I’m pleased to announce that out of a multitude of submissions from across the United States, my work, Wide Open Spaces, will be part of the 3rd Annual Conroe Art League National Invitational Show featuring 100 artistic pieces from 95 artists as selected by Juror Peter Andrew, Professor of Art at Stephen F. Austin State University.
Mr. Andrew is a Fulbright Fellow and member of the New York Society of Illustrators. He is also a working artist with the Liquitex Acrylic’s Artist’s Outreach Program. As an accomplished figurative and abstract painter, his work has been featured in over fifty solo shows and two hundred group shows. His paintings have been exhibited at three Presidential Inaugural Galas in Washington, DC. His commissions have included such clients as Amegy Bank, Houston Methodist Hospital and Fort Belvoir US Army Hospital, Virginia. See more about Peter and his art at www.peterandrew.net.
The 3rd Annual Conroe Art League National Invitational Show
Fort Davis is a very small town with a population of 1200 (2010 Census), and has the highest elevation in the entire state for any Texas county-seat at 5,050 feet above sea level. It’s really known for
The National Fort Davis Historic Site, which preserves the best remaining examples of old US ARMY Forts from the Southwestern United States. Fort Davis was established in 1854.
McDonald Observatory, while key scientific discoveries and research occurs at the site, this observatory is one of the few in the world that invites the public to special programs like their Sky Parties.
Davis Mountains State Park
Chihuahuan Desert Nature Center & Botanical Garden
While the Dallas / Fort Worth area was skirting with temperatures just shy of 100 degrees Fahrenheit, I escaped in the middle of July to the Davis Mountains in the Southwestern corner of the state of Texas, highs were in the low 80s, and overnights low were briskly cold. The Davis Mountains not only offers some of the most picturesque vistas throughout the entire state of Texas, the cooler temperatures had the land lushly green, which wasn’t something I was expecting to see.
The state park has two bird blinds, which are great for bird watchers, photographers, and the curious. This is where I nabbed this great shot of a Pine Siskin. Plus you can get a special pass for access to the park after dark to make use of the scenic overlook to enjoy some Dark Skies for some star gazing without camping over night there. In my case, rain storms came in during the night and rained out my plans for some night photography, but it’s a great resource I plan to use when I next make a try at night photography. The State Park is within line of sight of McDonald Observatory, if you look very carefully at the vista on the top right and bottom right, the tiny white dots on the top of that mountain in the difference is the Observatory.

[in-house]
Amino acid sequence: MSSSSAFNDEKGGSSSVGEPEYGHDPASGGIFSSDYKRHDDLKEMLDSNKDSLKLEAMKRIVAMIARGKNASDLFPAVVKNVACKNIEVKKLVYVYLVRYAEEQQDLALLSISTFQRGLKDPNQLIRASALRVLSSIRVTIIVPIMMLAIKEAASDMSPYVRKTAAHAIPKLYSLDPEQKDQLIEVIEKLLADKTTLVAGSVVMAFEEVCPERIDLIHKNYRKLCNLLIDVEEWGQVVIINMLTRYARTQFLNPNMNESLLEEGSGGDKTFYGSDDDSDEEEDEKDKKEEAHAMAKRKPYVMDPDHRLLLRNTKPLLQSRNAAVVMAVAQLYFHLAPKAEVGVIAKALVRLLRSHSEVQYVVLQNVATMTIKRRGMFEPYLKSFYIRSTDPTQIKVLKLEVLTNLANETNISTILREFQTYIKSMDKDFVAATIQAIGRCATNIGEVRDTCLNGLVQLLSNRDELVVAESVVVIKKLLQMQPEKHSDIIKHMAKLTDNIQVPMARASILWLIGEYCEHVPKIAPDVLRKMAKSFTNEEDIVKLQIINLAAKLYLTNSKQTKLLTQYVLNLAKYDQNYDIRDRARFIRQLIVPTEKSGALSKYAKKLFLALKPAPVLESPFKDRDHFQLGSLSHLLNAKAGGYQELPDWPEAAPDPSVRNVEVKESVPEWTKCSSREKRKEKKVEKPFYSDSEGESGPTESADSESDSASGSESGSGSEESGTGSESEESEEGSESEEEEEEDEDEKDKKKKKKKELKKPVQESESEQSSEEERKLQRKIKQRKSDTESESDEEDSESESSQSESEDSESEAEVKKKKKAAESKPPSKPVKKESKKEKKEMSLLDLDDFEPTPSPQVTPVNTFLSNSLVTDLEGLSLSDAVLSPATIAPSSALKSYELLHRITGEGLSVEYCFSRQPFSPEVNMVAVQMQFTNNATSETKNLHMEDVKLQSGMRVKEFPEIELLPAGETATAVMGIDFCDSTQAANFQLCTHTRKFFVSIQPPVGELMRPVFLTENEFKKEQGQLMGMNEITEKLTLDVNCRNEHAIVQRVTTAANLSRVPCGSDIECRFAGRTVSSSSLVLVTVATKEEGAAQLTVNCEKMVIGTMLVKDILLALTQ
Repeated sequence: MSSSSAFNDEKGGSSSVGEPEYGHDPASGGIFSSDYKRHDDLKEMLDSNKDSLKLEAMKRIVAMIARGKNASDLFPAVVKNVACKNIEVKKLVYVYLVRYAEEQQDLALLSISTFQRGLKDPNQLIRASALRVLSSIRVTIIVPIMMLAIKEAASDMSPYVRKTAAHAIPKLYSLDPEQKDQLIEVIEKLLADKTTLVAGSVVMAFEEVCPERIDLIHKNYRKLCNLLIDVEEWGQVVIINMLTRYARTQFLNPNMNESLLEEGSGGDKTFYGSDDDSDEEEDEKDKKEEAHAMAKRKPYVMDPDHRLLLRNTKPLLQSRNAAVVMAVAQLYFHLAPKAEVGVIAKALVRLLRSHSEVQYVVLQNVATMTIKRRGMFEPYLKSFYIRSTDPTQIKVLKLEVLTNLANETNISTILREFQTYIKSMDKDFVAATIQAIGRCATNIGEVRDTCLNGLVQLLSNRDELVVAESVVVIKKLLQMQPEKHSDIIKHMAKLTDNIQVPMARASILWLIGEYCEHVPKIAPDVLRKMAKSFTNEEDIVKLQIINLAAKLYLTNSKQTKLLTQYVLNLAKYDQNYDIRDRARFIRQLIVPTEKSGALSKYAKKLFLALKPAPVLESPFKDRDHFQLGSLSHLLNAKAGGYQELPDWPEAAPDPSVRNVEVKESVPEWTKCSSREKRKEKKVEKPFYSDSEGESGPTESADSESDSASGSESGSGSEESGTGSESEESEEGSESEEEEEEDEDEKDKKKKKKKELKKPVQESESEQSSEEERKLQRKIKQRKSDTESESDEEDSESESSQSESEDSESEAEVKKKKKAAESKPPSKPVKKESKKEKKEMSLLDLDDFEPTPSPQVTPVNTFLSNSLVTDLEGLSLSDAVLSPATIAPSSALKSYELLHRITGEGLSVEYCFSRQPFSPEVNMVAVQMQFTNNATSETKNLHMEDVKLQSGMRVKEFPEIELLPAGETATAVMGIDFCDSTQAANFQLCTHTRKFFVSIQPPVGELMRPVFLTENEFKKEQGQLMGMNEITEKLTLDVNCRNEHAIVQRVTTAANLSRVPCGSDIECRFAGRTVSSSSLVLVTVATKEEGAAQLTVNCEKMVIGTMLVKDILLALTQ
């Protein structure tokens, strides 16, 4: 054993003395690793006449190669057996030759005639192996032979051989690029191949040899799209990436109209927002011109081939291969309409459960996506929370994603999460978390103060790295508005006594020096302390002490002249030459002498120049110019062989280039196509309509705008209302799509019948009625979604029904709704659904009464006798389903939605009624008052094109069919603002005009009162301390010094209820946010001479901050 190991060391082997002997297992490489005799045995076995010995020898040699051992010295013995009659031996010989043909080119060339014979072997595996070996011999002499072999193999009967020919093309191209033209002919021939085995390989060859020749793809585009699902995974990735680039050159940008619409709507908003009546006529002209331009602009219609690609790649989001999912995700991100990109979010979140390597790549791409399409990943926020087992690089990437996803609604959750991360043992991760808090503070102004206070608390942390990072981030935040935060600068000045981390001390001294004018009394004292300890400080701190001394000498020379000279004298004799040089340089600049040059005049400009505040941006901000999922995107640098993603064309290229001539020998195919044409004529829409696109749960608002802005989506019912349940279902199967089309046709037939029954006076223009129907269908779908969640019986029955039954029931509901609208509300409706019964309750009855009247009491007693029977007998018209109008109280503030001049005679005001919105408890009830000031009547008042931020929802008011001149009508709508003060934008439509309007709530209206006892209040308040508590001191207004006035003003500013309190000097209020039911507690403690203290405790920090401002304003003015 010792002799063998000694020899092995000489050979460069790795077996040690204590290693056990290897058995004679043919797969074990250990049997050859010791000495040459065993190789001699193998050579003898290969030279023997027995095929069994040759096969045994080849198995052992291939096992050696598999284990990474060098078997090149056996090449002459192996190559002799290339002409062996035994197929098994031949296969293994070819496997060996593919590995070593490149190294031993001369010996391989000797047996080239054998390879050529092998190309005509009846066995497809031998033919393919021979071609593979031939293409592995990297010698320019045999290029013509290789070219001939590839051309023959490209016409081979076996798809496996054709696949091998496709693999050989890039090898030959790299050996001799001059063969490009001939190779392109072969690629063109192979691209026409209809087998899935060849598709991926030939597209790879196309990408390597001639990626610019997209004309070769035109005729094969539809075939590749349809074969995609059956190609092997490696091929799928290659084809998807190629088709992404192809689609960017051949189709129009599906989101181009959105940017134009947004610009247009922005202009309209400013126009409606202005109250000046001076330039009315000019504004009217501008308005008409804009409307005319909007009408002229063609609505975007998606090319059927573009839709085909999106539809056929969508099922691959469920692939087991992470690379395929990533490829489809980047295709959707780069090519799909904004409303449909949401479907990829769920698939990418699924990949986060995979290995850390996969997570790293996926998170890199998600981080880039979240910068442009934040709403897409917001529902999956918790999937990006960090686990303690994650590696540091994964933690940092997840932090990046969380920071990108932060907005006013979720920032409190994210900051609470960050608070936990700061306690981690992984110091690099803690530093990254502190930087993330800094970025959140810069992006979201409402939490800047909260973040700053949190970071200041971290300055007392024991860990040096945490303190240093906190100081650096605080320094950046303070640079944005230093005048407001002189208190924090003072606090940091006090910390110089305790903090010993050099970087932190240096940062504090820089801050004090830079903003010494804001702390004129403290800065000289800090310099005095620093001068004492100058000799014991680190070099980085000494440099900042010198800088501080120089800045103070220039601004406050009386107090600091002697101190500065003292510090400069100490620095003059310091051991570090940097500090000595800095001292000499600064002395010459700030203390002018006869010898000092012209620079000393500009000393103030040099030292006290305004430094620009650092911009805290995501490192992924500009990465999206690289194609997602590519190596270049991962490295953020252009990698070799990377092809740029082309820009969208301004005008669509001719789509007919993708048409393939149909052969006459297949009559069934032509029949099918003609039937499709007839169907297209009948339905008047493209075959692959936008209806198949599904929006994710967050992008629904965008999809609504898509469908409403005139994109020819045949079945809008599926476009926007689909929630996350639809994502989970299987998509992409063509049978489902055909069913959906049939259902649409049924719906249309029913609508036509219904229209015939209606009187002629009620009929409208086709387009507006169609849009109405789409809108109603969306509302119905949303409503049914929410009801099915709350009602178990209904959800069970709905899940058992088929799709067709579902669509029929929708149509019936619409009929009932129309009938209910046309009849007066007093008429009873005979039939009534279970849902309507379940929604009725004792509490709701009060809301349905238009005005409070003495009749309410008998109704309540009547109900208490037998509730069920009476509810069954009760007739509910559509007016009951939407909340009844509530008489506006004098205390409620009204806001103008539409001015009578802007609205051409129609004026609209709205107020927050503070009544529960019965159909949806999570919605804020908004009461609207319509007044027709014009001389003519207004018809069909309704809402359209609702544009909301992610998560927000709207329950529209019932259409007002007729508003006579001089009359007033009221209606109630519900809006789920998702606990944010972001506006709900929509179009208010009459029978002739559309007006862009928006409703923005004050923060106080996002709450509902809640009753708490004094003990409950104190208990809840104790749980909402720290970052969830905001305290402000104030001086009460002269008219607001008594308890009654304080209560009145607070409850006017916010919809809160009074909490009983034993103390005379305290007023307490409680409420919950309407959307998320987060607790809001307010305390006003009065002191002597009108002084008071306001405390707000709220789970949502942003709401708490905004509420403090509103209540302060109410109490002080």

In less than 15 minutes you leave the Davis Mountains State Park behind and can find yourself on the fringes of the Chihuahuan Desert, and a Nature Center that showcases the flora and fauna of the region’s desert. This is an important corridor for hummingbird migration, and scientists do tag the birds in their attempts to learn more about them.
Monument Valley was made famous by Westerns made in the heyday of classic Hollywood. The area is strongly associated with John Wayne, and continues to be used in film today. More recent examples include the Lone Ranger film with Johnny Depp in it. The iconic geology gives it that essence of “Western and Desolate” filmmakers are looking for. Much of Monument Valley is nestled within the Diné (Navajo) Nation. So I grabbed a Navajo guide and got to explore the area, including an area with Anasazi petroglyphs.